August 19, 2017, 08:14:15 PM


Author Topic: countries/languages/world music guessing game  (Read 5587 times)

Offline maximmm

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countries/languages/world music guessing game
« on: May 12, 2016, 02:25:55 AM »
https://drive.google.com/open?id=0B__OH0eUDwWHUExkXzZlOVd5MFk

200 mb

My quest to have students learn about different countries and about the world at large continues - hence I'm using another world map  -

All of the instructions are on the first slide.

The intro is a bit long - perhaps too long - so skip it if you like ;)

This game is interesting because you can play this game not just with students but also your friends - you might learn quite a bit about how much they know about the world at large, as well as how good they are at telling languages apart. 

Enjoy

PS.  Still working on the space exploration game - my epic follow up to the x-men bomb game. 
« Last Edit: May 12, 2016, 05:22:29 PM by maximmm »
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Offline Whatgook

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Re: countries/languages/world music guessing game
« Reply #1 on: May 12, 2016, 12:48:22 PM »
Dude you've become quite the artist. i used your x-men game with my grade 6's and I shall be using this with them too!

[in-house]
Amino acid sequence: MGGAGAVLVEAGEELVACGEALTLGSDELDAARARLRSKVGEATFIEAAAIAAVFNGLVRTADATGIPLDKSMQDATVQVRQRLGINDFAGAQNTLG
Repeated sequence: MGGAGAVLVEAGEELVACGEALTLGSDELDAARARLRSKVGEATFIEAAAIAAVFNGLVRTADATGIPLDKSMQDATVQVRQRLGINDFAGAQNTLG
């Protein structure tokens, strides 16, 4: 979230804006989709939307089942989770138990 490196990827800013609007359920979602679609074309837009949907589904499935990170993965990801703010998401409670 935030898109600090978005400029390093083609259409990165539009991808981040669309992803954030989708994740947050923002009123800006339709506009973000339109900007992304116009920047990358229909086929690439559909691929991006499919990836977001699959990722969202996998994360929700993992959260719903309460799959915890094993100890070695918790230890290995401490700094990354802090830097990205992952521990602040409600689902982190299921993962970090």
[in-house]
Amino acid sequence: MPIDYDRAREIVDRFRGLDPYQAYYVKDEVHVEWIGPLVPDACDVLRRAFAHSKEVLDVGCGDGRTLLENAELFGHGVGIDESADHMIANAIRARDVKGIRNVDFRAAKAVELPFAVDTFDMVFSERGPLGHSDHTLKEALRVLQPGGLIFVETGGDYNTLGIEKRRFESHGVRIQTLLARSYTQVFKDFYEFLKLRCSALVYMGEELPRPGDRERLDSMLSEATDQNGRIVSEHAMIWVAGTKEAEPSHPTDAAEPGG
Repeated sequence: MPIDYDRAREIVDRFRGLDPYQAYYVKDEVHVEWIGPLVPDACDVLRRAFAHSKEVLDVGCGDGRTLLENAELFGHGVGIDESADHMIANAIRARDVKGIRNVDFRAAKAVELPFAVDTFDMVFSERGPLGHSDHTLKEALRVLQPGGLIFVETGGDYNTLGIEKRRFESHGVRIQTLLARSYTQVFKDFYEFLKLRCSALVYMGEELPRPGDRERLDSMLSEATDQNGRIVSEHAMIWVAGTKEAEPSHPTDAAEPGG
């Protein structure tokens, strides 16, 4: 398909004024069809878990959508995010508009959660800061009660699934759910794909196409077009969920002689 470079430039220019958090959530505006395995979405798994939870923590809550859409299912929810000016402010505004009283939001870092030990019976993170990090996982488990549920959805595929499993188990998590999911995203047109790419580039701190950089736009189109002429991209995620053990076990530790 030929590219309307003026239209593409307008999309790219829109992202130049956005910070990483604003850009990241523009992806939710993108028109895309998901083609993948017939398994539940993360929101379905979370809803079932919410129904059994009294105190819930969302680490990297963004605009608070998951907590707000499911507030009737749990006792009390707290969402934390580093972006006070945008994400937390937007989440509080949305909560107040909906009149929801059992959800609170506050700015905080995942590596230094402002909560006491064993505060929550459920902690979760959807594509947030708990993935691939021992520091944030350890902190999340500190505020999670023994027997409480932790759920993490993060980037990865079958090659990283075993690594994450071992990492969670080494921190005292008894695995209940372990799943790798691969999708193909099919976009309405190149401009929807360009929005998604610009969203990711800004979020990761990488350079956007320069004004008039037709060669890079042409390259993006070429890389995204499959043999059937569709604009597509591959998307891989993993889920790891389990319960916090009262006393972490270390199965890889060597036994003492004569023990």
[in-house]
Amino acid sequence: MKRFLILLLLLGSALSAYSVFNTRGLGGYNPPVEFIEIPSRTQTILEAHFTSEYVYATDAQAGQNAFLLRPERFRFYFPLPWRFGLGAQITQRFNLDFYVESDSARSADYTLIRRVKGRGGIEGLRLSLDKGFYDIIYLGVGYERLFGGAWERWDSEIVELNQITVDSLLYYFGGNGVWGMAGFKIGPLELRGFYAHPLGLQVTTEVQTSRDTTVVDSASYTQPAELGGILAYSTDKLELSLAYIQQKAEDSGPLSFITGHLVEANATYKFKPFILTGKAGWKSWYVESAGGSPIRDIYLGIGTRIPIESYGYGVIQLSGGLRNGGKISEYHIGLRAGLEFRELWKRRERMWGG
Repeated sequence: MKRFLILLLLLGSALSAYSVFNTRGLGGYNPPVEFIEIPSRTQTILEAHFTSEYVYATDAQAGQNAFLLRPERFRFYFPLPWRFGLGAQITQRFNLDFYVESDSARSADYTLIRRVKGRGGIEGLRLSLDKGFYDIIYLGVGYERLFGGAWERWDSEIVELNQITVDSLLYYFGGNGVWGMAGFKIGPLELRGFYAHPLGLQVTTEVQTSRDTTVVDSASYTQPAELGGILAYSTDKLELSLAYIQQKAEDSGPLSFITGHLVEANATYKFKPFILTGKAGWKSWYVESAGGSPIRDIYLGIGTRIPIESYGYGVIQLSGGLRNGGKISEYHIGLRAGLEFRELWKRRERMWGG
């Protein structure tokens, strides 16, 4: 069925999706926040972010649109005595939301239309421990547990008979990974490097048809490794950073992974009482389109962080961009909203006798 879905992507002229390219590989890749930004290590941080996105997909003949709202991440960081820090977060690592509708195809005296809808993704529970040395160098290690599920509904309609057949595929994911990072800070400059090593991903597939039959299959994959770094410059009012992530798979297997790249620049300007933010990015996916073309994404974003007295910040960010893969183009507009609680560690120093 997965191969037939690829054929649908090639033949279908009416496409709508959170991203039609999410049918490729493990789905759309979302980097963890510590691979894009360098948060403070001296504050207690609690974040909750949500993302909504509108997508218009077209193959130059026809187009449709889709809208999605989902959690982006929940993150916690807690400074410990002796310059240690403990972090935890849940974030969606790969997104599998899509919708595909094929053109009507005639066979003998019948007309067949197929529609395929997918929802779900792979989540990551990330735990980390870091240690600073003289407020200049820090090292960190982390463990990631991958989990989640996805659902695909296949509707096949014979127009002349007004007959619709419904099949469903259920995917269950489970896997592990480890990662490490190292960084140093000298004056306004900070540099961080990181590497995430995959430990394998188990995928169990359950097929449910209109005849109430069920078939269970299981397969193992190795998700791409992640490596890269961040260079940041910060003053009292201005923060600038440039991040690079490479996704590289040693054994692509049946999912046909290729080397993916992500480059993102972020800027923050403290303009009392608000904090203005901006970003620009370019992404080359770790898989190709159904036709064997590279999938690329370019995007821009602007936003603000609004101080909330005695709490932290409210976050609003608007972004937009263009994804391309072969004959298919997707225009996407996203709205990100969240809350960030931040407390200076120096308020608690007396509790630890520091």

Cheers!

Offline maximmm

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Re: countries/languages/world music guessing game
« Reply #2 on: May 12, 2016, 01:27:42 PM »
Dude you've become quite the artist. i used your x-men game with my grade 6's and I shall be using this with them too!

Cheers!

Thanks - I'm going to make one more improvement to this game today (where the videos will all be bigger and more centered -and it will be possible to play all 3 videos per slide without going back to the main map) - will post an update later

Cheers
« Last Edit: May 12, 2016, 02:37:24 PM by maximmm »
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Offline maximmm

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Re: countries/languages/world music guessing game
« Reply #3 on: May 12, 2016, 05:19:23 PM »
The game has been fixed (it wasn't broken per se but...)

Font size for answers has been increased.
There was one song that played in two slides - that has been fixed and a Korean song was added (there were only 2 before - now there are 3 as is the case for most other countries - except for Greenland - I'm using 2 songs from Greenland and 4 from Canada).